This Week In History: Oct. 23 – Oct. 29 

Annie Edson Taylor poses with a barrel. Taylor was the first person to survive traveling down Niagara Falls in a barrel. Photo courtesy of: The New York Times

Hello history buffs and welcome to another installment of This Week in History! This week is full of interesting events, all of which shape the world we know today. So let’s jump right in! 

The first major event of the week occurred on Oct. 24, 1648, with the onset of the Peace of Westphalia.  

Following the chaos of the Thirty Years War, Europe was a divided and decimated continent, and even the great warring powers understood that the level of destruction was only leading to decline.  

As a consequence, the Peace of Westphalia marks the signing of two peace treaties, the Treaty of Münster and the Treaty of Osnabrück, both of which ended conflicts and caused major territorial and diplomatic changes. 

Many of the effects were immediate, such as changes to imperial borders in northern German city-states and the restructure of the French border with the Holy Roman Empire. However, the most vital change was the introduction of international peace cooperation. 

Considered the beginning of international peace standards, the cooperation of delegates involved in the treaty helped bring freedom of religion and national sovereignty to the forefront of international relations, which some now call the principles of “Westphalian Sovereignty.” 

Next, moving across the Atlantic to New York, Oct. 24, 1901, would mark the first successful descent of Niagara Falls in a barrel. 

While a relatively unknown or forgotten achievement, the trip made by the 63-year-old school teacher, Annie Edson Taylor, sheds light on the situations of regular people at the start of the 20th century.  

Taylor’s motivations for taking the plunge were largely financial, having desired a lavish lifestyle that she could not afford – all the while getting older and being unable to find well-paying jobs due to her age. In fact, she attempted to change her date of birth to appear younger than she was and tried to appear as youthful as she could, both of which proved fruitless.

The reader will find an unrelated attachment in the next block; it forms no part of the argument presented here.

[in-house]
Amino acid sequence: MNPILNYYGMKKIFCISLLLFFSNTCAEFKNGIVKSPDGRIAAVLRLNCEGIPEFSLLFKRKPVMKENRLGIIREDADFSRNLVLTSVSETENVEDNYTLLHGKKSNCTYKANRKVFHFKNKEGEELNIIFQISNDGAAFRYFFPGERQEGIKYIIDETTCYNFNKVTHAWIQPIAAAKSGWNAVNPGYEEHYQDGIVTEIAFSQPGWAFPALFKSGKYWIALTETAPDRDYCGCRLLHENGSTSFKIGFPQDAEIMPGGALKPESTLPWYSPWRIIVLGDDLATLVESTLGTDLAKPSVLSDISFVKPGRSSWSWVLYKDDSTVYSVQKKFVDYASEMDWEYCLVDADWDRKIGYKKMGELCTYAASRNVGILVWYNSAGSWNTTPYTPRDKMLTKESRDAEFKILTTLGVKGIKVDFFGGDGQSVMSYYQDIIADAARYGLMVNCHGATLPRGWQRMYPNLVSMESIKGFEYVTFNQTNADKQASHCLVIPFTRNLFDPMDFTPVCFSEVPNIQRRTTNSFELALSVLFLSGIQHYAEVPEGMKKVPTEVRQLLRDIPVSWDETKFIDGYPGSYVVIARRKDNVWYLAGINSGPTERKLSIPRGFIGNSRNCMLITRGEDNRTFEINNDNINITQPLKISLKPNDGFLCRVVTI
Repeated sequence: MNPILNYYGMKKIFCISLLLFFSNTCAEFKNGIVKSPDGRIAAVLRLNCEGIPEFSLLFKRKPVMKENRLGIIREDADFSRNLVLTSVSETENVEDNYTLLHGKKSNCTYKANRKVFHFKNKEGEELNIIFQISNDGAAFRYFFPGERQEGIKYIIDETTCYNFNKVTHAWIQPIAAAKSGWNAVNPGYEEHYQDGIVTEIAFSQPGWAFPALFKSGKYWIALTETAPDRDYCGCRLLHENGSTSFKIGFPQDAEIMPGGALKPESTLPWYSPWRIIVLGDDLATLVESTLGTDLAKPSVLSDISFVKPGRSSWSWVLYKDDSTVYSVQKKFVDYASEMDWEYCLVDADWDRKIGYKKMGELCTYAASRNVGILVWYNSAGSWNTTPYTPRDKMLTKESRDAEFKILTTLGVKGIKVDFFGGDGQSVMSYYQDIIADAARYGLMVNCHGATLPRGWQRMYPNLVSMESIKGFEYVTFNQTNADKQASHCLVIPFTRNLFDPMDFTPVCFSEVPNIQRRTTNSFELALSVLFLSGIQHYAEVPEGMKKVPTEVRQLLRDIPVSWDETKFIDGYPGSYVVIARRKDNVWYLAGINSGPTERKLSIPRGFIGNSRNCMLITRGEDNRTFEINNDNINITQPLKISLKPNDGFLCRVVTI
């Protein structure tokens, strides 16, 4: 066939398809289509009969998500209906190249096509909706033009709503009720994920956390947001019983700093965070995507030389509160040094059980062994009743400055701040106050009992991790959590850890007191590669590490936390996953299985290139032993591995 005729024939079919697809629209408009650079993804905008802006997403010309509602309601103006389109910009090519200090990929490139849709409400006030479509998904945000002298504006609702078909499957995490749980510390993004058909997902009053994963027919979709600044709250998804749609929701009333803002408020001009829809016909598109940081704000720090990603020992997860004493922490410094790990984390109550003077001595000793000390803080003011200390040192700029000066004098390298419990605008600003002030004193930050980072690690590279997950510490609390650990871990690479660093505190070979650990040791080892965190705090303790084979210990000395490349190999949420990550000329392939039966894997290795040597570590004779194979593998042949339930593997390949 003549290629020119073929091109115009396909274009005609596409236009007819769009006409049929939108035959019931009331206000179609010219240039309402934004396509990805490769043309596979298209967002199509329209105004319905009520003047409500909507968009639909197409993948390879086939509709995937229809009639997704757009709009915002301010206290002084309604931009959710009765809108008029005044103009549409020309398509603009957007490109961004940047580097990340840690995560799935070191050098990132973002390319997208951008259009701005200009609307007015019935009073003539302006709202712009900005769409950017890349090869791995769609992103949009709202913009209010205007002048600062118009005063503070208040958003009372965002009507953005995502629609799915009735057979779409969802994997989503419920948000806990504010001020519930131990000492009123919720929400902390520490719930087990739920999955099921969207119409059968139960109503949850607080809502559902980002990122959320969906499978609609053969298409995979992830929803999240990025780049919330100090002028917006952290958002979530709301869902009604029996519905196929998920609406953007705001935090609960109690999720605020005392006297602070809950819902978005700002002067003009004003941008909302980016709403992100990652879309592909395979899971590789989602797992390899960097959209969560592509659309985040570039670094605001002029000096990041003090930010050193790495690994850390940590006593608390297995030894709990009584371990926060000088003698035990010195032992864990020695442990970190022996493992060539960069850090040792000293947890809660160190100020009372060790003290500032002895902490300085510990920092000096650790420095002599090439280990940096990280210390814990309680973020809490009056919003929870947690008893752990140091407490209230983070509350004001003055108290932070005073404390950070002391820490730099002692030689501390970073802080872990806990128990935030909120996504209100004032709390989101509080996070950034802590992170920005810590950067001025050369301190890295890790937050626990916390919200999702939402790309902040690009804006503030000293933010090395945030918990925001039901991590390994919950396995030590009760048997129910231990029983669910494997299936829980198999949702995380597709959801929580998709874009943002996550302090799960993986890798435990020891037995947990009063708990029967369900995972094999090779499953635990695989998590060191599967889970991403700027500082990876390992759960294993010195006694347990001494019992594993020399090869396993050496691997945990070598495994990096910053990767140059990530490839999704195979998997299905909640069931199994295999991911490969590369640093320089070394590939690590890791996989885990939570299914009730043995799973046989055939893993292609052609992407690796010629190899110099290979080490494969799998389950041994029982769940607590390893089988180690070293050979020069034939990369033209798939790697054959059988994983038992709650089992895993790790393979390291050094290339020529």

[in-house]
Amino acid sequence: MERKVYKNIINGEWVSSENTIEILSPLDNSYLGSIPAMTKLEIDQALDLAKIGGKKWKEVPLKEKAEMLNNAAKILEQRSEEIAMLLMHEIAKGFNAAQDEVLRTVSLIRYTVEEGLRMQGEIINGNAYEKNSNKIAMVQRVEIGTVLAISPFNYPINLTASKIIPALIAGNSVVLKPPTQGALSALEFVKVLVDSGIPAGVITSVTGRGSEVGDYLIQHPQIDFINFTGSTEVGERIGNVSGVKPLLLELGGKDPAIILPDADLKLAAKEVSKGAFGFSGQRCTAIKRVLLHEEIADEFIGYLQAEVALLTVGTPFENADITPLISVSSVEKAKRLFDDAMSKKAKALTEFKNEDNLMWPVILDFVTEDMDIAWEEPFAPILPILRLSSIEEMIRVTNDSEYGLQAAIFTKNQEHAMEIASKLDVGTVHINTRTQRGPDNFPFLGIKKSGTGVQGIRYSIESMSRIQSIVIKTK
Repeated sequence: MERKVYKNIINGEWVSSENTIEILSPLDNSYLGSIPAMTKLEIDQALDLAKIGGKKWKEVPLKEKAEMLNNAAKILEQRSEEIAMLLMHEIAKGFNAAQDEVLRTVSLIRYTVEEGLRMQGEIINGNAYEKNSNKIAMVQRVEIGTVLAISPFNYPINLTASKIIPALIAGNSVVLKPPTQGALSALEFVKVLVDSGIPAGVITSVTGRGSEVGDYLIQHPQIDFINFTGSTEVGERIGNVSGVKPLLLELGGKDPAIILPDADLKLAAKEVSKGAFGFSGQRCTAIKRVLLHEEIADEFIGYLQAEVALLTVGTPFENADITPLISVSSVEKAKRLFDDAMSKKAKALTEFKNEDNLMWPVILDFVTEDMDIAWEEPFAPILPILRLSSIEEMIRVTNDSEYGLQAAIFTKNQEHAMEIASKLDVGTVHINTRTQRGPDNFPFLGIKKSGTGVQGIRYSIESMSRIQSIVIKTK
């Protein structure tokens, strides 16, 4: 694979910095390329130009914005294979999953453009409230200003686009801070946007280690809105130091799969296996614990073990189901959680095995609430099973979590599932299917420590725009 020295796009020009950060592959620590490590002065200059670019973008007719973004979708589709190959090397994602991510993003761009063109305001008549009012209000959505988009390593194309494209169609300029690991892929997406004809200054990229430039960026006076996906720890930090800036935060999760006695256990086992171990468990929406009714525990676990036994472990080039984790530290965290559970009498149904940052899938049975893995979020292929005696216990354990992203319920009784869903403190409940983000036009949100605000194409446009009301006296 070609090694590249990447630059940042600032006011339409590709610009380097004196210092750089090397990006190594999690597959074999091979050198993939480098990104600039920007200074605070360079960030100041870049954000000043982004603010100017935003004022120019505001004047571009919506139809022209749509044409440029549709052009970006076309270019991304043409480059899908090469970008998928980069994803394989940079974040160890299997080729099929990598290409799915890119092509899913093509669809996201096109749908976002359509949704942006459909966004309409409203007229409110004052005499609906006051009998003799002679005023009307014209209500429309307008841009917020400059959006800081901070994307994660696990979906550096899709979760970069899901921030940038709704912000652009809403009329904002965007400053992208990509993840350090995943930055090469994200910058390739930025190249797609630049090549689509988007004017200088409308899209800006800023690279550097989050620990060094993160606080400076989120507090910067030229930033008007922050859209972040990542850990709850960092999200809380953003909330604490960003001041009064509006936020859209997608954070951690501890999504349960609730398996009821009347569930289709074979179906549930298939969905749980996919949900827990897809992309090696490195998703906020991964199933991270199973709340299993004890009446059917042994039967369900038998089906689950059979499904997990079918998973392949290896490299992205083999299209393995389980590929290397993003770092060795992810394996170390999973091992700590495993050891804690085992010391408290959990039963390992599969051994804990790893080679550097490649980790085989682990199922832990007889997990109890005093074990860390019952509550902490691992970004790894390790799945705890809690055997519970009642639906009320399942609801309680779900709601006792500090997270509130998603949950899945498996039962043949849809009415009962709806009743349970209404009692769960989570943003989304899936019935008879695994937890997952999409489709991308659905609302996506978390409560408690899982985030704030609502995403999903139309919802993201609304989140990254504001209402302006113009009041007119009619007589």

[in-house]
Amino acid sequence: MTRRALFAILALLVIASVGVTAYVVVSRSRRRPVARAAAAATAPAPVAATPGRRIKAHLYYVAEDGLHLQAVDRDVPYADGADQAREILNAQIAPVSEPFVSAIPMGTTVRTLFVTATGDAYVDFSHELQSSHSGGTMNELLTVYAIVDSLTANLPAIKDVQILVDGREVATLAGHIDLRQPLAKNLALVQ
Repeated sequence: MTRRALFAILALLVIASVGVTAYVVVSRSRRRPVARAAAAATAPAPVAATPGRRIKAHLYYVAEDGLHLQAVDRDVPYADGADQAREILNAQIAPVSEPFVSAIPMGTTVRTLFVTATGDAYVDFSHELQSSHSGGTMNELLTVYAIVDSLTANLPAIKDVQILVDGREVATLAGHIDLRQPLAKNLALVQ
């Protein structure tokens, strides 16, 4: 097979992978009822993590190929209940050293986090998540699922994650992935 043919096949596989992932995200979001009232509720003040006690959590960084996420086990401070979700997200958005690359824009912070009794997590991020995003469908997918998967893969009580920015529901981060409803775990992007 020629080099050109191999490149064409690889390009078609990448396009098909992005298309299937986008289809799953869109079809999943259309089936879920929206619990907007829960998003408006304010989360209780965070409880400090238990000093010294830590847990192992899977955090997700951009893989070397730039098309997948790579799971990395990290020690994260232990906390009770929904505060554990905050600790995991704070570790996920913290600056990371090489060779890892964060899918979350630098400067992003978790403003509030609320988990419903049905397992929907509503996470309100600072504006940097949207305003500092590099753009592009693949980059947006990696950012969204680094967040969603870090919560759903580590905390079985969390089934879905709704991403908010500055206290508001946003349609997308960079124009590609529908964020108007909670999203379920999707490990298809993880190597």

Interestingly, Taylor was not the only one to attempt the descent down the falls in a barrel. Due to the concerns of onlookers who viewed the jump as ‘suicide,’ two days prior, on Oct. 22, 1901, the first successful descent of Niagara Falls in a barrel was achieved by a cat; simply to prove that the drop could be done safely. 

As fortune would have it, Taylor made the descent and survived, proving to nervous spectators that her stunt was a success. Despite the achievement, she would not earn enough money to support her lifestyle, but her reputation led to public donations for her funeral years later. 

In the years following Taylor’s stunt, many movies, books and other pop-culture formats have referenced her journey, often depicting her as a reckless, but groundbreaking individual.  

The last event for this week could possibly have been the last event ever recorded on the planet; off the coast of Cuba on Oct. 27, 1962, one fateful decision nearly plunged the world into nuclear war. 

Occurring during the Cuban Missile Crisis, the world was focused on what may happen off the coasts of Cuba, with rival Soviet and U.S. naval forces armed with nuclear warheads capable of causing unimaginable damage should a confrontation begin. 

It was on Oct. 27 that one Soviet submarine had to deal with a serious dilemma: the ship had been sailing off the coast of Cuba and had lost communication back to Moscow, causing crew leaders to worry.  

Once U.S. anti-submarine bombs had been placed around the submarine, the Soviets began to worry that war had broken out and deliberated whether to launch their nuclear missile. Of course, no such conflict had started, but for the unknowing crew, it was all too real a possibility.  

Consequently, the three top officers of the submarine voted to decide if the missile should be fired and it came down to one man’s vote to stop the launch. Vasily Arkhipov is now credited with “saving the world” as his sole objection to haphazardly firing the bomb caused the crew to refrain from firing the missile and helped de-escalate the situation.  

And that concludes This Week in History. Let’s be thankful that the actions of some noble individuals kept the world in relative peace and hope that the world can change for the better in the modern day! See you next week! 

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